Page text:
These fumbling brain snatcher images are not conjured up by the movies at the time of watching. No, that would be too easy. Instead, only when the images have had a chance to marinate and my warped imagination jumbles and massages the images, twisting them into something truly horrible, perfected to my own personal horrifying hell that it keeps me, and those that are silly enough to sleep around, me awake.

One time, arriving home earlier than I was to be expected, I sat down and joined an “other” for the last part of The Ring. Not Ringu, the really freaky Japanese version, just The Ring. I was fine. We went on to have dinner, chat about the day, normal everyday things. Then came the time to go to bed- the girl, the TV and the water all flooded into my psyche creating all sorts of maniacal fun.

Each unidentified sound was something coming to get me. Shadows cast their sinister selves upon the walls and danced their devil dances. Something was going to get me, I was certain. My cats weren’t allowed to make noise for fear that they would cover the scratching, dragging sounds of the dead coming to offer certain ritual torture before they dragged me off to the nether regions, never to be seen again. The lights remained on and showering was only completed while being guarded by the “other.” There were no moments of his casually walking away to check on something in the kitchen, absolutely not. I must be spoken to as well during all of this so as to be certain that the “other” was indeed himself, not secretly taken over by one of these foul creatures.

The “other” was not pleased. He didn’t sleep. He wasn’t allowed to- for what if these miserable monsters came around? I needed protection. When I did doze off amidst the protective milky light force emanating from the nightstand- glaring nosily into our broken sleep, I had nightmares. Upon waking, I demanded to be held and protected from that which there is no real protection, my own imagination.

Amazingly enough, it only took a few of these hellish episodes for the “other” to realize that maybe, just maybe, horror films were something to watch alone without the happenstance of me popping in to create my  own zombies looking helplessly for brains.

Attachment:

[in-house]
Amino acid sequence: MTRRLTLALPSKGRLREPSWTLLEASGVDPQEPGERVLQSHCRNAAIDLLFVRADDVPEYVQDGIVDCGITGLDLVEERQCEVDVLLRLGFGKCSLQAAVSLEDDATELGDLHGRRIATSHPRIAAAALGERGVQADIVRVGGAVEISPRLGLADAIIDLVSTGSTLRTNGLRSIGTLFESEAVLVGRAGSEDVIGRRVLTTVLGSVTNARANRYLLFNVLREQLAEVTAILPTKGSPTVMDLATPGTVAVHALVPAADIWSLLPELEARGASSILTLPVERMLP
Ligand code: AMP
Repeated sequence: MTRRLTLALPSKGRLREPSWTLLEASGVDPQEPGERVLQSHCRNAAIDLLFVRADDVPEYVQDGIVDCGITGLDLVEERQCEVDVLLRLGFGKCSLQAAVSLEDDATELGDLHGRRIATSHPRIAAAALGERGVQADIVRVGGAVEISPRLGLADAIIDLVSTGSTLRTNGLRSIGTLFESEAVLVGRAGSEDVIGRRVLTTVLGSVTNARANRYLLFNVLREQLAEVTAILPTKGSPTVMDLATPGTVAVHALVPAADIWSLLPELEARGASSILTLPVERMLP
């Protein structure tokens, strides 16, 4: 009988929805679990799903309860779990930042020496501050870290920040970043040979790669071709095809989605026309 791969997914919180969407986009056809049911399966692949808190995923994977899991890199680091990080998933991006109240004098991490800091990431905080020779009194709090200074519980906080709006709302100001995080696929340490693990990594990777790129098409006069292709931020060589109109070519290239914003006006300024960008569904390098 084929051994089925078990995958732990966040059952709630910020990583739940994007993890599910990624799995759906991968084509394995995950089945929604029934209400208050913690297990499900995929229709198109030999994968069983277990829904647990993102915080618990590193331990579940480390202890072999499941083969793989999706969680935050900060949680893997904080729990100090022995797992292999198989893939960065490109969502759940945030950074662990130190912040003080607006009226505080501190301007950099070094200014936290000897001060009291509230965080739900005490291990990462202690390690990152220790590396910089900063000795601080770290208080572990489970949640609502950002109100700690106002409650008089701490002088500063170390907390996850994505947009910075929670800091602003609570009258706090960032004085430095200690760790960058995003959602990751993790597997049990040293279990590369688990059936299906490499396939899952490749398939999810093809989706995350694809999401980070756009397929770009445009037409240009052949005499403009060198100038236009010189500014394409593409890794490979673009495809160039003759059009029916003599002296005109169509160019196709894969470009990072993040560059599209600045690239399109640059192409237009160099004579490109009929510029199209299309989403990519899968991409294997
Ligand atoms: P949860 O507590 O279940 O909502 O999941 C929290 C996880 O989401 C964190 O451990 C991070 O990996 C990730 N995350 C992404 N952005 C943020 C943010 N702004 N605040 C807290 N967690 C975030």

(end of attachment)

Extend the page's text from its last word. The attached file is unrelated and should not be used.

Thursday, March 17, 2011

Une Petite Poeme

Chaque jour
Chaque moment
Je me souviens
J'ai tout oublié

J. Smith (2011)

Monday, March 14, 2011

Don't Invite the Pinata

This photo is completely unrelated to the story... just a picture of Earwax Cafe...
When I was a child I somehow got it in my head that I must have a piñata at my birthday party. How could I go wrong? Whack at a cardboard vessel crammed with toys, pennies and, best of all, candy until it exploded and showered the guests with these fine gifts… and you even got to eat the candy? This sounded like a great idea. I was wholly invested in the "piñata scenario."

After some serious pestering, my mother agreed to the addition of the piñata to my up coming birthday. I couldn’t wait. I played and replayed the images in my mind. The anticipation, the senseless whacking at something with a stick without getting in trouble, and, then, for the grand finale, the explosion of pieces of everything you ever wanted pouring down from above. And… I would be the one supplying the excitement. Yes, me! I would be remembered with godlike awe as that girl with the piñata.

At the party, everything was going smoothly. Food, cake, and little girl chatter. Finally, the time arrived. We all headed up to the attic where the jewel of the evening was hanging from the ceiling like an angel. The anticipation sat heavy as all the little girls clamored to the top of the stairs beholding the donkey piñata in all its glory. We stood around twitching with excitement.